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In an ideal world, yes.

But life is too short to wait for such good things to happen, so we can get some low hanging fruits first!

I am not sure if I am the only such kind of person: I want my code to have a long life expectancy, so that someday that I don’t have time to contribute or only have one hour a month to do some casual contribution, I want that one hour will be put in improving the code itself instead of make it build. In that case, I don’t want any dependencies in my code.

To conclude: I wish we had a light weight conditional compilation mechanism without third party dependencies and proposed a potential implementation, I will stop here.

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I think ocaml RFCS is the way to go with proposing OCaml feature additions.


Some people use the c preprocessor on ocaml code. I think this should provide what you need.

I love almost everything about OCaml… but conditional compilation is a minor pain-point I have. I would love to have some more general multistage or “comptime-like” capability… but really, selection of code inclusion on a simple condition would be enough for common needs.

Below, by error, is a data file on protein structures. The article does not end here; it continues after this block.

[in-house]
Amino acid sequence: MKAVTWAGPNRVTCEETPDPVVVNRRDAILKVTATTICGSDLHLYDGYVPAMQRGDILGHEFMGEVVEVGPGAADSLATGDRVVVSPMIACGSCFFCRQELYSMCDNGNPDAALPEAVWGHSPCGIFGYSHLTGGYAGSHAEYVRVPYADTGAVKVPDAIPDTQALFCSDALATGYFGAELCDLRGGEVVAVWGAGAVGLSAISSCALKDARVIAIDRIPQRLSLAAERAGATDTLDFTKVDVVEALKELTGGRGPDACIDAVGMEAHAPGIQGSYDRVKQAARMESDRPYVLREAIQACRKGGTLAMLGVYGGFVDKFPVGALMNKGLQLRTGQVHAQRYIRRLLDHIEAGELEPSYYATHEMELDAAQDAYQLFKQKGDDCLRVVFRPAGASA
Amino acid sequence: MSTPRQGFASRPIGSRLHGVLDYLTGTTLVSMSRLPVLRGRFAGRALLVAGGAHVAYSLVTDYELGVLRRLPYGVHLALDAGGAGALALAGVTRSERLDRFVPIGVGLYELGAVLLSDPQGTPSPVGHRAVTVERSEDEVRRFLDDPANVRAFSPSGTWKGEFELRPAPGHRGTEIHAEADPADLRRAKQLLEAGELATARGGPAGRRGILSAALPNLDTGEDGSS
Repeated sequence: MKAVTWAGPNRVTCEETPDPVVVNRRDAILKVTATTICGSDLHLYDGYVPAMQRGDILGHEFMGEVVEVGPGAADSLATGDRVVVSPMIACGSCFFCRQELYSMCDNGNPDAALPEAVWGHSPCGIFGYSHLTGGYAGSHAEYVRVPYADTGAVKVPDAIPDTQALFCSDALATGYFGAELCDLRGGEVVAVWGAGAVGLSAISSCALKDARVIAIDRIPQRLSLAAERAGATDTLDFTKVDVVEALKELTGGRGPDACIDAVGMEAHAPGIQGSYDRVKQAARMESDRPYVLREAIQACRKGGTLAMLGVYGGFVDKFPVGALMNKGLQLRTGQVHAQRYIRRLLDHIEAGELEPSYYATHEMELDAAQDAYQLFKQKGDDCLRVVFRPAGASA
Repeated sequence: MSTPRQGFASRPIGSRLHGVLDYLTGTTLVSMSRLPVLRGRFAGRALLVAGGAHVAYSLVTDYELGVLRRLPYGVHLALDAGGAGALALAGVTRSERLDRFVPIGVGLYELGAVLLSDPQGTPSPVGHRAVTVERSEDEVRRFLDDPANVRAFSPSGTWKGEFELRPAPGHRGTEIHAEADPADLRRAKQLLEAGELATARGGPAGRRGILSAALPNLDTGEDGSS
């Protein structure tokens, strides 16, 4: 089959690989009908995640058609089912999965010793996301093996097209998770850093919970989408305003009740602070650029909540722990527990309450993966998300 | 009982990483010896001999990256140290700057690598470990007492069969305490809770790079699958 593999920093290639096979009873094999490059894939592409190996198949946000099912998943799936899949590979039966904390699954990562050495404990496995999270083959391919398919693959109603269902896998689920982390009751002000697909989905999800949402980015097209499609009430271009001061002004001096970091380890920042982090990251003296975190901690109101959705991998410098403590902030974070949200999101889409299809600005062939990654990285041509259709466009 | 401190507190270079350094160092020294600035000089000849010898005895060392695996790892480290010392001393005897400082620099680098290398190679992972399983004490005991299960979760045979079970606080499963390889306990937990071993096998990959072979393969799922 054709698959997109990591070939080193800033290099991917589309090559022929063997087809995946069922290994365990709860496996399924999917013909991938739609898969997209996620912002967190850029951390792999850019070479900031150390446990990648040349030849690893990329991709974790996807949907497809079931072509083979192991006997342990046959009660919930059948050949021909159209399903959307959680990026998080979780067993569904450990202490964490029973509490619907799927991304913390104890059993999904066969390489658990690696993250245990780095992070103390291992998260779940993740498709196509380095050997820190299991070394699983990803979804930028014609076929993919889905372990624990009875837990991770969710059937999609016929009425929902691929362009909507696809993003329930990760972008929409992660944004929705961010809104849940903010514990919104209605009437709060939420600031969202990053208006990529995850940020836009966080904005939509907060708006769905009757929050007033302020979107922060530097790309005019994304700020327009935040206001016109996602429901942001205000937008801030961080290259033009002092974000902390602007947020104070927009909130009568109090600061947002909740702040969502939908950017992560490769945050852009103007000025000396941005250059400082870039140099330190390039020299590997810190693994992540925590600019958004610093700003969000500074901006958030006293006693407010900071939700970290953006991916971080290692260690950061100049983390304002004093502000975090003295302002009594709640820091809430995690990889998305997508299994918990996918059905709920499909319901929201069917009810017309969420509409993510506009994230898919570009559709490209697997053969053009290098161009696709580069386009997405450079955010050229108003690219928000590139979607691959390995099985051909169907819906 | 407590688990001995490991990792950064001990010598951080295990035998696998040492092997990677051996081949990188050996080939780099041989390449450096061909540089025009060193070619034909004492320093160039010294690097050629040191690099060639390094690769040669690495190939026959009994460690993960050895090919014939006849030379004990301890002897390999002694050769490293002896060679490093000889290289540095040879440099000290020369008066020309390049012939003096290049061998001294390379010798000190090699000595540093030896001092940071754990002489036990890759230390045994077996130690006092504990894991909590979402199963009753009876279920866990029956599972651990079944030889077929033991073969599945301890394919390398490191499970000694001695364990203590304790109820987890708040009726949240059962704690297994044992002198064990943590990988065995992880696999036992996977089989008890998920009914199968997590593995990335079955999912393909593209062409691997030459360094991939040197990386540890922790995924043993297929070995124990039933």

I know I’ve looked through the options available several times over the years, but never anything satisfactory enough that I adopt it. Unfortunately I don’t recall details to have a more concrete argument off-hand.

An RFC needs a lot more thought on it, it’s easier to open a thread and discuss to begin with until you make a formal proposal

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I think macros would be really nice. I also know people are thinking about a good design for them. Go fast, break things is not ocaml’s motto :stuck_out_tongue:


And I’m glad for that!

This is why I didn’t exactly jump aboard the simple proposal here. I like it for how practical it would be, and “now”… but it’s a bit of a hack (though very common in programming – most editors and tools would readily handle C preprocessor style).

I guess, from my perspective: if 10 years from now, OCaml has no built-in or standard solution to this, then I would have preferred to have bobzhang’s patch – yesterday :). Though from his perspective, this is a solution to problems he has right now, without the luxury of waiting for “something better” (if it should ever exist).